American Culture

Spotify’s “sponsored content”: payola by any other name…

by Amber Healy

SpotifyIt’s too soon to know whether the new “sponsored content” policy helps artists or harms them.

Payola is the practice—the illegal practice—of a record label paying a broadcaster to play a song or artist at a higher rate than other artists.

There was a massive scandal decades ago in which radio stations were found to accept bribes to favor this artist or that one. It brought down some of the biggest names in the then-fledgling industry, including Alan Freed, the man credited with coining the phrase “rock ‘n’ roll,” and Dick Clark.

But times have changed. Things are different. And there’s no law governing the use of cold hard cash to encourage streaming platforms to promote artists for the right price. It also indicates a change in practice for Spotify, which called for a halt to payola-type practices back in 2015. At that time, the Swedish company announced it would “explicitly prohibit” users from taking cash to include songs on its curated playlists, the Financial Times reported.

Tech Crunch first noted this week that there was a new opt-out feature on Spotify, titled “Sponsored Content.”

Spotify confirmed to Tech Crunch that it is testing a “sponsored song” ad which will allow “labels to promote singles on the free tier.”

As Josh Constine writes, “Instead of appearing as obvious ad banners like Spotify’s existing ads, labels can pay to have Sponsored Songs appear on playlists you follow or potentially elsewhere on the service. These can be targeted to appear to users with matching listening tastes so they fit alongside their other music. And these Sponsored Songs will be instantly playable and savable instead of requiring an initial ad click first.”

This is how promoted songs will appear in playlists:


It was not immediately clear whether labels were paying Spotify per impression, listen or save, Constine reported.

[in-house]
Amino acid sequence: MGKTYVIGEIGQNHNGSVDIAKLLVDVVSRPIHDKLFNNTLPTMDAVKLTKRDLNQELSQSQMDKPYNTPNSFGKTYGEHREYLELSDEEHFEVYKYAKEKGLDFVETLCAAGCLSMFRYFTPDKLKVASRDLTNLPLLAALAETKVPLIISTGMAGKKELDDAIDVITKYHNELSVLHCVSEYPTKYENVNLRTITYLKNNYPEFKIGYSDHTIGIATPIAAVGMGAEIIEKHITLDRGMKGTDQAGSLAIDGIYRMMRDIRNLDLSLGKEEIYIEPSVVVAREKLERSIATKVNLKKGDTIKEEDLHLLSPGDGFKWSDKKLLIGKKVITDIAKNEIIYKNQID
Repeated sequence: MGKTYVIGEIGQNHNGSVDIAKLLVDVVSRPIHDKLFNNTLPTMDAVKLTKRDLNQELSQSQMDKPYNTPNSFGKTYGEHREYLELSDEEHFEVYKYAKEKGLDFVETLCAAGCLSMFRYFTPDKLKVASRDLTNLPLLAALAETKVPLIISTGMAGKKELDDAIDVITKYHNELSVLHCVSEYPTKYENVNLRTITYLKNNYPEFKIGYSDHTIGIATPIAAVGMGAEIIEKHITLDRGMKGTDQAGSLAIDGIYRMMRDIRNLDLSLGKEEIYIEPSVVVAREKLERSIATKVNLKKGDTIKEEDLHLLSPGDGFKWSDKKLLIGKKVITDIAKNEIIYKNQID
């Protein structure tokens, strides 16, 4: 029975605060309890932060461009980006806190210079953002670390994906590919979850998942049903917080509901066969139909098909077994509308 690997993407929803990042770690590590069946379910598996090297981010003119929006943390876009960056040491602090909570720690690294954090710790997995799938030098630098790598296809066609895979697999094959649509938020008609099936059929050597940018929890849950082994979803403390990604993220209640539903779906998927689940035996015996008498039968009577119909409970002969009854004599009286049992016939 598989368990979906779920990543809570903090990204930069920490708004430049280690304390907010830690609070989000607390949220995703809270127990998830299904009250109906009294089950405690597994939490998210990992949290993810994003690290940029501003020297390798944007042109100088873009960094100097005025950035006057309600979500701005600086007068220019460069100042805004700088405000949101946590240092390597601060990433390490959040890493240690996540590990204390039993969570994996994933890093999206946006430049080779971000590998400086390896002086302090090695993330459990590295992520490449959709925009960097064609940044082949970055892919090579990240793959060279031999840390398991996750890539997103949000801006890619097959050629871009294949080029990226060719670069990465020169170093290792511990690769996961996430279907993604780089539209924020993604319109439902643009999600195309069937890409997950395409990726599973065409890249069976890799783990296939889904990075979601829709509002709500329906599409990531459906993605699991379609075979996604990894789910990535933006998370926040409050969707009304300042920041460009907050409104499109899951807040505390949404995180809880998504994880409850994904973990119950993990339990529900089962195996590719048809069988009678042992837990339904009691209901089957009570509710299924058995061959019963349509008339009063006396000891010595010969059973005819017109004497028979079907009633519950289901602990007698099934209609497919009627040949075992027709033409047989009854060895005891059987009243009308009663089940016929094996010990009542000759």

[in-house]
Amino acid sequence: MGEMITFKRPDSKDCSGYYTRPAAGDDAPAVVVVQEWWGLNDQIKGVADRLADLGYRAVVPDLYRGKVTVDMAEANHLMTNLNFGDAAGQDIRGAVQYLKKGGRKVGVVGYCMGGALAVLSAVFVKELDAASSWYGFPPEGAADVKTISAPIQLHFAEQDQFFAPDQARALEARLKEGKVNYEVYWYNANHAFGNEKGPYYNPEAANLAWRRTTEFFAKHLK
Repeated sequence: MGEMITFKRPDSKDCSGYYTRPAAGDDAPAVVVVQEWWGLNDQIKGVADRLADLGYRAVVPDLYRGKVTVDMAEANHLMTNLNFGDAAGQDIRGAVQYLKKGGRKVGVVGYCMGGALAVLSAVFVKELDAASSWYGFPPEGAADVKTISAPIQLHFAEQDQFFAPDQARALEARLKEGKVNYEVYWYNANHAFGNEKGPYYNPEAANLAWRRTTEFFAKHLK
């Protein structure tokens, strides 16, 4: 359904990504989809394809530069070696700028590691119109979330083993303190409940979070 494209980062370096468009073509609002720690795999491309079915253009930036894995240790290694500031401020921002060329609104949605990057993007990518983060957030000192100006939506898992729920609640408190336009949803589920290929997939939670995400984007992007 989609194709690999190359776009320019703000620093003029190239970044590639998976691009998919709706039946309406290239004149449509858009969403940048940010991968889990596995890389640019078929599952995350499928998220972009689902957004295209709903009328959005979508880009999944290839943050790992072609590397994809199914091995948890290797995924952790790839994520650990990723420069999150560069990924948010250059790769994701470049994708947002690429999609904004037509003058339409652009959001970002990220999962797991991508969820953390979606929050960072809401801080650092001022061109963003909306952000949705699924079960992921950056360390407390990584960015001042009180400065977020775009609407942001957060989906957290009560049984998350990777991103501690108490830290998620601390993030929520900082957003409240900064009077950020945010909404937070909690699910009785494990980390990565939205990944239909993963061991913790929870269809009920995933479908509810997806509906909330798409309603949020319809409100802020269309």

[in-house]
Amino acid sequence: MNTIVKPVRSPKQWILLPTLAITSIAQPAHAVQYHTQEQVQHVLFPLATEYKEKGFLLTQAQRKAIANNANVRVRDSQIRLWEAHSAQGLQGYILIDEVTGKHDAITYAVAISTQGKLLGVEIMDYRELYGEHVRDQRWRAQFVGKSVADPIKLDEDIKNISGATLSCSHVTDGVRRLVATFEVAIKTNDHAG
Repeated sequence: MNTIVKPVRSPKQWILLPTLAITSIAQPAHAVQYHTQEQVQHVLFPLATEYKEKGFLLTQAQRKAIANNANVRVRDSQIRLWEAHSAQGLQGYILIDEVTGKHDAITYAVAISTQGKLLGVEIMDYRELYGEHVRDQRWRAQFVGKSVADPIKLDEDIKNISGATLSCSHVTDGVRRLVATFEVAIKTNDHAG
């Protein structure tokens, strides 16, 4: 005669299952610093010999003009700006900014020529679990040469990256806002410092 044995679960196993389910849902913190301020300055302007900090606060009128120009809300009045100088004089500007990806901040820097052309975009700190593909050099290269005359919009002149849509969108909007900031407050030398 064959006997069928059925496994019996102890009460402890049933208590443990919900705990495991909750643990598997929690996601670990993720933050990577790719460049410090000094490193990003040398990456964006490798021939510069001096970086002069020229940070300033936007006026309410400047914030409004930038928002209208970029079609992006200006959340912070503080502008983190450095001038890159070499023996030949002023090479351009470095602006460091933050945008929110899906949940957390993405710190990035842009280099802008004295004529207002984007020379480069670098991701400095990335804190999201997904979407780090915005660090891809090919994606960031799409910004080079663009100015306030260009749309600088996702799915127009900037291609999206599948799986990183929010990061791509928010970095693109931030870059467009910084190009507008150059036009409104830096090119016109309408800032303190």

The program is still in beta and being tested and, according to Variety, will only appear on Spotify’s free subscription tier.

Jem Aswad at Variety calls it a “canny move by the service, both a relatively transparent and legal form of payola…and also a subtle way of monetizing the level of trust many users feel toward both its popular product feature Discover Weekly and playlists like Rap Caviar. It’s also another bonus the service can get out of its free service, which has enraged labels and music publishers who say it is hampering efforts to steer users toward paid subscriptions.”

Of course, it’s also a brilliant idea for Spotify, which has been losing money by the bucket pretty much since it was created. Users are up to around 140 million but revenue and operating loss increased in 2016, taking in just $502 million in profit while facing operating losses of $389 million.

The Future of Music Coalition is again sounding the alarm on payola, pointing back to a column it first published in 2015.

Payola on broadcast radio matters because “it distorts the entire marketplace for music and gives an unfair advantage to just a few giant companies at the expense of everyone else, including music fans,” FMC wrote at the time. “Most listeners assume that the songs they hear on FM radio are chosen for artistic merit or simply because the DJ has awesome taste… (I)ndependent artists and labels have few, if any, opportunities to be heard in their own local communities.”

In a tweet this week, FMC said, “Streaming advocates promised us all a democratized marketplace. This is kind of the opposite of that.”

There is still a version of payola practiced in traditional radio, involving songs that are played outside the normal broadcast format but featured as commercials or otherwise promoted with language establishing that the song is being played because it was sponsored by a label.

There’s nothing stopping Spotify or any other streaming platform from taking money from labels to play their preferred artists – the U.S. Federal Communications Commission regulates and stipulates practices on traditional radio but no such regulations exist online.

Whether this helps artists or harms them, whether it helps artists earn more than the fraction of a cent per stream, whether this is an experiment doomed to fail, we’ll have to stay tuned to find out.

Amber Healy, who has written for news outlets as well as NASA and the federal government, says she writes about music policy and lawsuits because they’re endlessly fascinating. This post first appeared at A Journal of Musical Things.